I’ve also been implementing some new editor tools for my own use in speeding up the game’s production. I’ll do a post on that when it’s nearly complete. In addition, I’m ditching the simplex noise generator as a way of determining biomes, favoring a Unity-ported version of the LibNoise library. I’ll be using Robert Whittaker’s biome graph as a guideline, the same graph that was used by Notch for Minecraft. From what I understand, this means generating two sets of noise data (one representing rainfall, the other representing temperature) for each chunk. For example, if the rain variable is low and the temperature is high in one chunk, it would be a good spot for a desert biome.

Forest Biome Windmill

Forest Biome Trees
Forest Biome Wall

A New GUI, Sound Design and the Beginning of Summer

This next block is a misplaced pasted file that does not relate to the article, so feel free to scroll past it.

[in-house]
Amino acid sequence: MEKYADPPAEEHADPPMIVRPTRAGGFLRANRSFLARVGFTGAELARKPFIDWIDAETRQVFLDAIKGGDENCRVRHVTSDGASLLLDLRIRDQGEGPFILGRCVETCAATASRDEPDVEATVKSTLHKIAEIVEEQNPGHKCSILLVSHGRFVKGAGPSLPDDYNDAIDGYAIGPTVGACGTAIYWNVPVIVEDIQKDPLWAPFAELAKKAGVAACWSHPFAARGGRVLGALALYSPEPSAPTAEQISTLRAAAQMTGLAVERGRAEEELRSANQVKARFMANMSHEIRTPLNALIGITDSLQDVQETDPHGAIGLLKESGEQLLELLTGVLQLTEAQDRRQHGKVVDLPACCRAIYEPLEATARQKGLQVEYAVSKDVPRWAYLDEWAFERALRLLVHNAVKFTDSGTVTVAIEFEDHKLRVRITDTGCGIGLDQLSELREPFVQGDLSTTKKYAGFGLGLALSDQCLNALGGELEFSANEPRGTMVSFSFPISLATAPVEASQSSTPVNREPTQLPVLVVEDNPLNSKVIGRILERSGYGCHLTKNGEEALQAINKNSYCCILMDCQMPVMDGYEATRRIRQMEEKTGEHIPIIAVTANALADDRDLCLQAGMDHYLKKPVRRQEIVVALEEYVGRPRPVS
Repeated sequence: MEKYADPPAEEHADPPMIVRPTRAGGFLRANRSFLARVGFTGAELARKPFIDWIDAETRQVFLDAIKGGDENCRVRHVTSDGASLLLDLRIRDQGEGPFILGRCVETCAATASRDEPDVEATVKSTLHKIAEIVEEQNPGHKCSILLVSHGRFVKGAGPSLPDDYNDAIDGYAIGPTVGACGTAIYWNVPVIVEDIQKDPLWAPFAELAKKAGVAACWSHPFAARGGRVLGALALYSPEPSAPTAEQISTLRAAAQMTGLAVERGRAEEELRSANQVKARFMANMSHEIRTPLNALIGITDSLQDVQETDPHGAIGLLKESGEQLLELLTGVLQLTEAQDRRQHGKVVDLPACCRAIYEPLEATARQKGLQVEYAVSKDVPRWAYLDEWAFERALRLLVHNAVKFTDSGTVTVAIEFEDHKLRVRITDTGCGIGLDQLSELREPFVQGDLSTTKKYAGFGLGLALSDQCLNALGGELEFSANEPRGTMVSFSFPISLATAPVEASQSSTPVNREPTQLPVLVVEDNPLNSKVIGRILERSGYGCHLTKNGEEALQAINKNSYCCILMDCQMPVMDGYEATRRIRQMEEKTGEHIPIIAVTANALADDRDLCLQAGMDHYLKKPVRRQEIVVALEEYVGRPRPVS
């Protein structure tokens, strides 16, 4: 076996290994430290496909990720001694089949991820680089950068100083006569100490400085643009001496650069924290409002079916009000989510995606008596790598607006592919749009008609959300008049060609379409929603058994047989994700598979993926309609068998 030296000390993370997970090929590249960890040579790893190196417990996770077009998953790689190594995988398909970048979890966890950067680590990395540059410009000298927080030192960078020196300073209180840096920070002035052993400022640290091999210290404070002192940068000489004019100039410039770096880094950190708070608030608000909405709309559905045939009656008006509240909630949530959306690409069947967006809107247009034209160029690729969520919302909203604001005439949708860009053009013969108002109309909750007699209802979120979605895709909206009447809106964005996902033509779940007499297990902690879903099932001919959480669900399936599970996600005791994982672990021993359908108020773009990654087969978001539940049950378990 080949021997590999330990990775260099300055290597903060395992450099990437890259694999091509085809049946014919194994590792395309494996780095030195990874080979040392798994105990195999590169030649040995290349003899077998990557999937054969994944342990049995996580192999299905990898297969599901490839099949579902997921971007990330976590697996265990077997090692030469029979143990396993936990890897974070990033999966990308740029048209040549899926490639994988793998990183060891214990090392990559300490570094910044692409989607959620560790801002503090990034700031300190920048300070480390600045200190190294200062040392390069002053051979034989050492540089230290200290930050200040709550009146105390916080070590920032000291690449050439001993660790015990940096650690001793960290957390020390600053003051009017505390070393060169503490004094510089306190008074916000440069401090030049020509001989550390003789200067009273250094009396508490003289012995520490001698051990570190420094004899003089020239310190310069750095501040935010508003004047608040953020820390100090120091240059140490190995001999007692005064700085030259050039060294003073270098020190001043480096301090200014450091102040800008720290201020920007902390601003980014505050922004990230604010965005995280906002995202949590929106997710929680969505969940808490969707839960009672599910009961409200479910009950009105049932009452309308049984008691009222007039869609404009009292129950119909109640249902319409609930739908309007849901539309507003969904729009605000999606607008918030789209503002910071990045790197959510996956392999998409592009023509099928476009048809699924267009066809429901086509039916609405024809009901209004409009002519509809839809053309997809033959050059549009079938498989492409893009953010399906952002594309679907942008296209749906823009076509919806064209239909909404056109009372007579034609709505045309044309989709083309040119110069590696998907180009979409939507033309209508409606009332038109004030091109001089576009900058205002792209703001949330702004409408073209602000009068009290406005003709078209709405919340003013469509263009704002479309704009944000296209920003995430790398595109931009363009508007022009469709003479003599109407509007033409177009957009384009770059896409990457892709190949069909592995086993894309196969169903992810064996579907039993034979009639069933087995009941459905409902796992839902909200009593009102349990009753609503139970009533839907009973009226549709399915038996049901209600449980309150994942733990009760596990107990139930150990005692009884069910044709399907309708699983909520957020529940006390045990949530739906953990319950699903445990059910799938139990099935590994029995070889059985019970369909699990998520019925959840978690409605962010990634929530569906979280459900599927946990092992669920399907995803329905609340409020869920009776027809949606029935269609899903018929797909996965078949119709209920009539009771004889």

This past week, I’ve completely converted the game’s menu interface so that it uses the NGUI middleware for the Unity game engine. It’s a real joy to work with, especially compared to my old system, EZ-GUI. The old interface system was a huge pain to use, hasn’t been updated in over a year, and produced low quality texture atlases that made everything look blurry. I was able to recreate everything in NGUI in a fraction of the time that it took me to put the old interface together. In addition, the new interface can be navigated using a controller, which is a must-have feature in case I get the opportunity to port the game to a console.

Also, I recently purchased some sound recording equipment: A Tascam recorder, carrying case, a boom mic, boom pole, and a bunch of cables. I’ve been playing around with the equipment, trying to get the feel for using it. I don’t have much experience with sound recording, but it’s one of those things that I’ll have to learn to complete this project.